Guam - The Government of Guam could see the imposition of a second federal receiver.  District Court Judge Consuelo Marshall is considering the possibility after hearing the request from the plaintiffs' attorney, who says basic services and adequate care is not being provided.

But government officials say another receivership would be too costly.

Seven years is long enough to have waited for the Government of Guam to provide even the most basic services to his clients who have been fighting for proper treatment and care.  It's a sentiment Attorney Daniel Sommerfleck expressed this morning when he asked the federal judge to impose a receivership on GovGuam.  "I would describe it as a cake where there's icing with no cake," he said.

Just this morning he received a petition signed by twenty-two consumers in support of his motion and his efforts to impose a receiver with a wide scope of authority.  "Everything every authority a director would have would transfer over to the receiver," said Sommerfleck.  That includes the right to hire or fire personnel, break leases, enter into contracts... Whatever it takes to further the goal of compliance with the court orders and permanent injunction.

The government, however, cited the Dixon case in the District of Columbia where a receiver was appointed but they noted that the goals and objectives still haven't been met. Attorneys for the government also expressed concerns about what it will cost the people of Guam.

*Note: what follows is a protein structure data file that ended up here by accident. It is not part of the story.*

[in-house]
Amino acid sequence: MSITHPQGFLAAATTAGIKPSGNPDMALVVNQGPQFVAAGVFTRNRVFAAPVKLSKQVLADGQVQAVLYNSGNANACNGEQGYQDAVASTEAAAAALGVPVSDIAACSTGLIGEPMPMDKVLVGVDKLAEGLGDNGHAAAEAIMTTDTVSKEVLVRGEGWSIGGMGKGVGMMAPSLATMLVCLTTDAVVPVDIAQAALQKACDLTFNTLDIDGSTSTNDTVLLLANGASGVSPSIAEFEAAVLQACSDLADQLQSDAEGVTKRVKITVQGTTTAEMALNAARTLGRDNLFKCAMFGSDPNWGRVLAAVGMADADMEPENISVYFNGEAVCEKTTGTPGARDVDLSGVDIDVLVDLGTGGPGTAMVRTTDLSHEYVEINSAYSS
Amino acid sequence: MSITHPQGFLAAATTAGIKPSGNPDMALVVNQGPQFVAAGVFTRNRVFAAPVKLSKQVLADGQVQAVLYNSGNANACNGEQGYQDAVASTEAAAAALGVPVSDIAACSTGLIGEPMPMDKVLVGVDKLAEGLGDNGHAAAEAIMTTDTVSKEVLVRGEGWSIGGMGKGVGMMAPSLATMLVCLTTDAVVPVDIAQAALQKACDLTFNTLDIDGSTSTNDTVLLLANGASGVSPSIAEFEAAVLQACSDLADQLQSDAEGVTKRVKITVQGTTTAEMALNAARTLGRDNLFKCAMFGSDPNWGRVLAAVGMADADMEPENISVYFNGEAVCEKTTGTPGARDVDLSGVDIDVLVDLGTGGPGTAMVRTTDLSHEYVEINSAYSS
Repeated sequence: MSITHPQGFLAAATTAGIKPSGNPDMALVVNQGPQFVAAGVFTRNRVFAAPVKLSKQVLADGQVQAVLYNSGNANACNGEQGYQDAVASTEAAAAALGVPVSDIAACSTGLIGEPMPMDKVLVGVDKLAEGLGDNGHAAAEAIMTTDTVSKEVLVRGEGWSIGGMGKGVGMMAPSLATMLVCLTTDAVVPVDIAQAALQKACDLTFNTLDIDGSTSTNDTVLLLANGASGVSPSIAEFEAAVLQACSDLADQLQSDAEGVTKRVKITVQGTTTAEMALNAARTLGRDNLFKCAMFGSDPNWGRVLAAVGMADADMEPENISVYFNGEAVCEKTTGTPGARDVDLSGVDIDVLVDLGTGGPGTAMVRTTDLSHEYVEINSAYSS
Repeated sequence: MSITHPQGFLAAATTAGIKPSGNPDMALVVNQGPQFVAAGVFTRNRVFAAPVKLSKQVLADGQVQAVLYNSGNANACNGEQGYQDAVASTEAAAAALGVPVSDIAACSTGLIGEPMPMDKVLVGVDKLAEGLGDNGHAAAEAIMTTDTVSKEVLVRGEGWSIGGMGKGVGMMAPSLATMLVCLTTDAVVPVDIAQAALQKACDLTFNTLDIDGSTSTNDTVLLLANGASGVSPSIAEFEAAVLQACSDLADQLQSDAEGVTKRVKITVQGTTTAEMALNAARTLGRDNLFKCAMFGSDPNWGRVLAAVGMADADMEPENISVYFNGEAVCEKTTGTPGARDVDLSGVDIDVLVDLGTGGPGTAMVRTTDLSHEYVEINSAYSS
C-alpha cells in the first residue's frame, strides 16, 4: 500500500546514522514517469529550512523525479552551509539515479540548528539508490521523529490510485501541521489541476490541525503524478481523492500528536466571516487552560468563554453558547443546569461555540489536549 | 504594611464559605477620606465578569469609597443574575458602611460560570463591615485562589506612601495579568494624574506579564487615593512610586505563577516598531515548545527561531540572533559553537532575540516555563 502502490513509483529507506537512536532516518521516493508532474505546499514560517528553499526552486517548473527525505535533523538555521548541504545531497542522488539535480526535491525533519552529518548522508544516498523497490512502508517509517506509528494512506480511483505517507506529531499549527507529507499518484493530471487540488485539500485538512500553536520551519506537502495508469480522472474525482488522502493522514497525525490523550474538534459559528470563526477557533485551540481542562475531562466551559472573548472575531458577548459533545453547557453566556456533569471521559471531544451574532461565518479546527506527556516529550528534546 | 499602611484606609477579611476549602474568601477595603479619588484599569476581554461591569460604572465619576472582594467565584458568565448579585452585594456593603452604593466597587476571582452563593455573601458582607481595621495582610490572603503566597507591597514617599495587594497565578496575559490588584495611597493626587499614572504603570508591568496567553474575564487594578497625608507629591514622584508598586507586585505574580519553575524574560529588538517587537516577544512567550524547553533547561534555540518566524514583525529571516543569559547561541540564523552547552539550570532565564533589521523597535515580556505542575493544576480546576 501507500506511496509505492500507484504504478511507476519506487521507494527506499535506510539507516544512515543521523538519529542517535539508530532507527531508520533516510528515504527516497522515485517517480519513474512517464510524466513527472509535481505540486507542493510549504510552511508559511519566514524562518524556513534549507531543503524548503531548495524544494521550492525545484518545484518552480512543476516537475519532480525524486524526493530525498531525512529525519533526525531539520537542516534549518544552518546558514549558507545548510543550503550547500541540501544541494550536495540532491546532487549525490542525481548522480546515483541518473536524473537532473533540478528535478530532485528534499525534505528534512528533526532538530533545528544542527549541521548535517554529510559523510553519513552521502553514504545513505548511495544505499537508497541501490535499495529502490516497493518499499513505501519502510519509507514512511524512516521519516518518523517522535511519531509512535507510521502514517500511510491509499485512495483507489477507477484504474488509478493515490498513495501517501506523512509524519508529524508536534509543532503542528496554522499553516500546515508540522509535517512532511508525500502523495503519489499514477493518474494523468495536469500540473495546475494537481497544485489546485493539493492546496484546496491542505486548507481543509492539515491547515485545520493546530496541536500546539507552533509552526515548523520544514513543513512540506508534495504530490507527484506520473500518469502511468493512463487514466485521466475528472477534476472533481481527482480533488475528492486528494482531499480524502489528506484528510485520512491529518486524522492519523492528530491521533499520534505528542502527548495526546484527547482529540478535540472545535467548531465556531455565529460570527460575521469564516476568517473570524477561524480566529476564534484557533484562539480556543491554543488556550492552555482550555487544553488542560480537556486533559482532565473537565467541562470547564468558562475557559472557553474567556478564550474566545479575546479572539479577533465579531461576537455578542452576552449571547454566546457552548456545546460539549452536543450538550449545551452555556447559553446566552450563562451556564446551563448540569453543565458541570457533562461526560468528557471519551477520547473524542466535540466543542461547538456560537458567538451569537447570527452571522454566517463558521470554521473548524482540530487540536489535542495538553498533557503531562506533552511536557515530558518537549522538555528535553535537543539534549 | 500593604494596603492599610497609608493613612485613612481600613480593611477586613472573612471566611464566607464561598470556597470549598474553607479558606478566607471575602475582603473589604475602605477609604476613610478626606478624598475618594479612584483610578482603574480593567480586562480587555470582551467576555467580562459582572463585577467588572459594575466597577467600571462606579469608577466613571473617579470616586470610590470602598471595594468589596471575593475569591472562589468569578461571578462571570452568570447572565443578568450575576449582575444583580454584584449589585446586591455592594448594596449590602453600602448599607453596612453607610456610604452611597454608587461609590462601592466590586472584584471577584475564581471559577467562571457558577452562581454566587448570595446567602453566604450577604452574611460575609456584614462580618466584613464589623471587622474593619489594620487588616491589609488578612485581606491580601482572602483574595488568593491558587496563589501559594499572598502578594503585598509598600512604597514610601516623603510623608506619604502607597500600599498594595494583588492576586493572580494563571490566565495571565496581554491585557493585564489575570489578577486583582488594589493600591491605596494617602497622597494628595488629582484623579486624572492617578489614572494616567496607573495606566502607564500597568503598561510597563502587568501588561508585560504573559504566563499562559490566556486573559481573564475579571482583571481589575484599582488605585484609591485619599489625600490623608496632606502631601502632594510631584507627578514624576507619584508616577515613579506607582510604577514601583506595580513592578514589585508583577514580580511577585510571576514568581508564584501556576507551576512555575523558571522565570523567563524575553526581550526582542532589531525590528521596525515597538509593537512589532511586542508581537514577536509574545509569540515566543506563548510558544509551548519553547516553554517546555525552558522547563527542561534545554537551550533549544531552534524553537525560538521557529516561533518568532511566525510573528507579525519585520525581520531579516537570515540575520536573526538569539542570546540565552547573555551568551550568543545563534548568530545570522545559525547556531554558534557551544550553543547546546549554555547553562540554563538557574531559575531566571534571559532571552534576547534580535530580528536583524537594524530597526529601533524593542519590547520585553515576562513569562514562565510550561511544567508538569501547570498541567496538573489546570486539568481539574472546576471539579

Mental Health Clinical Administrator Dr Andrea Leitheiser told KUAM News, "The judge can order for our purse strings to be open and it can be quite costly because it's hard to recruit people, it's hard to retain people and usually highly trained individuals with credentials they do cost more."

Judge Marshall indicated that she wants a clearer picture of who the receiver would be and what their duties would be as well as how much imposition of a receiver may cost the Government of Guam.  Sommerfleck suggested to the court that the government could pay for the receiver by using bond funds that will become available to the government once the USDA provides a loan and grant to GovGuam for the Ordot consent decree. 

Even if that money is available, government officials say a receivership will be too costly.  "Of course," said Dr. Leitheiser, "the department as a whole would not like to see us go into receiver. We think we have made great strides under the leadership of Dr. [David] Shimizu and with the help of the court and the court monitors we think we've been progressing quite well towards it. We know we still have a ways to go."

There was discussion court's monitors, Attorney James Casey and Dr. James Kiffer, may be qualified to assume receivership, but the judge has asked both parties to submit a list of possible receivers by January 4. Until then, she's requesting business continue as usual. And that includes the department's ongoing efforts towards compliance.

Judge Marshall also issued a decision granting at least $80,000 in attorney's fees that were requested by the plaintiffs.  

Mental Health Director Shimizu meanwhile faces being held in contempt of court as the judge today issued an order to show cause against the director.  Shimizu must explain why he has not hired a full-time quality assurance officer and why the records custodian at the Department of Mental Health who is interested and qualified who not offered the position.  The court ordered Shimizu to show cause why he should not be held in contempt for failing to comply with the court's order by December 15.